This week I'll catch up on my favorite iPad apps; next week, Android apps. No political favorites here.
Al Fasoldt's reviews and commentaries, continuously available online since 1983
Appy days are here again
October 7, 2012
By Al Fasoldt
Copyright © 2012, Al Fasoldt
Copyright © 2012, The Post-Standard
It's almost that big day -- the one you've been waiting for! -- the day when millions of Americans will go to ... the app store!
I know, I know. You thought I was talking about something else. But FDR probably wouldn't have minded a pun on his campaign theme for today's ultra-connected age. We can shout it out: Appy days are here again!
And I'm not just talking about red apps or blue apps, so to speak. This week I'll catch up on my favorite iPad apps; next week I'll start telling you about some great Android apps. No political favorites here.
Let's take care of iPad voters first. These Top 7 are all from Apple's App Store. (Touch the App Store icon on your iPad.)
My top app is Zite (free), which collects and displays news, features, great photos, long-form reporting, interesting blogs and much more, in a superb magazine format. Zite is updated continuously, and you can customize it in dozens of ways. It's changed the way I read magazines and cut down my use of Google News to almost zero.
I've crowed about this before and I'll sing the same song again: The best way to read Wikipedia is by using Wikipanion (free). You can flip back and forth among a dozen topics, follow links forever, tap tiny explanatory illustrations to make them huge, make the type big or small, and do much more.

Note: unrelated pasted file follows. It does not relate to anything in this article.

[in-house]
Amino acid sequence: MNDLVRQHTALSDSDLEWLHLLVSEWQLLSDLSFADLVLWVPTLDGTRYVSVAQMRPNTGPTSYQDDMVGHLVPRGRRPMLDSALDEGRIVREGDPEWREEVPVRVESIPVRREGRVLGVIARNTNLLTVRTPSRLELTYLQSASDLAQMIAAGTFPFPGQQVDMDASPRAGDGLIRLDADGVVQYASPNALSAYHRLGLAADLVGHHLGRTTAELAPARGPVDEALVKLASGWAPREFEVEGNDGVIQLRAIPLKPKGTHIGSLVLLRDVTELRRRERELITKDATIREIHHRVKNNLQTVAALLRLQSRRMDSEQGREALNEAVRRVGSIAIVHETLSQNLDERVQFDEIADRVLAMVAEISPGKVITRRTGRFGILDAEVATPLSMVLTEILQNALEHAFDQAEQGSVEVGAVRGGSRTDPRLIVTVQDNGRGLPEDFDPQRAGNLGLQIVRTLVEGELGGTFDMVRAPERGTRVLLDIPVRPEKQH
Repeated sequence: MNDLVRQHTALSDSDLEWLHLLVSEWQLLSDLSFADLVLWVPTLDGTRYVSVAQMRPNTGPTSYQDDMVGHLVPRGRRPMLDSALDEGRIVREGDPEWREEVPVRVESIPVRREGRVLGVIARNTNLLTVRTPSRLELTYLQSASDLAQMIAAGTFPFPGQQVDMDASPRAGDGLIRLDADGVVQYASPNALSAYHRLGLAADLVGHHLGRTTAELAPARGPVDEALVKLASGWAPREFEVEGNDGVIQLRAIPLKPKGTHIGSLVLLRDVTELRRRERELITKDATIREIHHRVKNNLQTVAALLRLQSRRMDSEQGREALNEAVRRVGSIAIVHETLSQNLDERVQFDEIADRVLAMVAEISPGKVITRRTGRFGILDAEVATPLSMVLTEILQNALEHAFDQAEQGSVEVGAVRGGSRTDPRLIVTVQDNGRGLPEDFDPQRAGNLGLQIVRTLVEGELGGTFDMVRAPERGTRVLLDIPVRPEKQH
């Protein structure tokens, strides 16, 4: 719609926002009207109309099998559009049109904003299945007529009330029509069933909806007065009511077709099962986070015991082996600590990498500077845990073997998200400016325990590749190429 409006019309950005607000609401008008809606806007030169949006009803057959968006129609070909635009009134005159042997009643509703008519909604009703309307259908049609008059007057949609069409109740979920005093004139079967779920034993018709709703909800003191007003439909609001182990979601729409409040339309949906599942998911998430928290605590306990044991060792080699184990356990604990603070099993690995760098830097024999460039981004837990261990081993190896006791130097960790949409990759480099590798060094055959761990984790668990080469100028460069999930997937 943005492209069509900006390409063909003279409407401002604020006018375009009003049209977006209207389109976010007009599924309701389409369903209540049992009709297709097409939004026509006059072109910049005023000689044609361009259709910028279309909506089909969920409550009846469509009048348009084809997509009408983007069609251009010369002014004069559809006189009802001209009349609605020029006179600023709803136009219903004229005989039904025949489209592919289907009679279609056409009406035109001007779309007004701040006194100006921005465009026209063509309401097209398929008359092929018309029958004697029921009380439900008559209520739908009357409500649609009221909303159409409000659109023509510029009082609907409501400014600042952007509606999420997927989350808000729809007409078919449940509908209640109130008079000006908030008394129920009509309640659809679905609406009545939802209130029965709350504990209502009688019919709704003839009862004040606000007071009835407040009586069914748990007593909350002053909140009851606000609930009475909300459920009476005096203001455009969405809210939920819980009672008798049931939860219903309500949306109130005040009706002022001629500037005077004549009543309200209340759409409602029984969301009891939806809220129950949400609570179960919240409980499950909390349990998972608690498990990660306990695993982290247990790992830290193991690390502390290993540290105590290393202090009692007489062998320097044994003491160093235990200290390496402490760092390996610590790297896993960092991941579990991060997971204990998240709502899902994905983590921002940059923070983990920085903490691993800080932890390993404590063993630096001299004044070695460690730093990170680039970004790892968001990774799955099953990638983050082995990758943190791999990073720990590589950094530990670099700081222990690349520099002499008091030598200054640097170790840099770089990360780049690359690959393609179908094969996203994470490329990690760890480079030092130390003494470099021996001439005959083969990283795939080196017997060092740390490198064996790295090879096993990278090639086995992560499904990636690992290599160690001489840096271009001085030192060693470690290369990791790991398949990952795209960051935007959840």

ClearRecord (free) could well rank as the coolest way to make audio recordings on the iPad. For voicemail, it's at the top.
Camera+ ($.99) just got an upgrade to turn it into a full iPad app instead of just an iPhone app that worked OK on the iPad. There is no better control app for the cameras in your iPad.
Pages ($9.99) got my vote when it came out in the early months and it's still an amazing word processor, with full Microsoft Word compatibility. Better yet, it's an even more stunning desktop publisher. If you can't make a whiz-bang brochure with this app, turn in your crayons.
if you use iPhoto on a Mac, you'll drool over the iPad version. If you're a Windows maven, see what you've been missing. I count iPhoto ($4.99) as the cleverest iPad app yet and one of the best photo editors for any platform.
Finally, I often encounter iPad owners who assume iBooks, the iPad's own book reader, works only for books you buy. Not so. iBooks (free) is also the best PDF reader I've ever seen. I have hundreds of PDFs in my iBooks library.
Next: Android gems.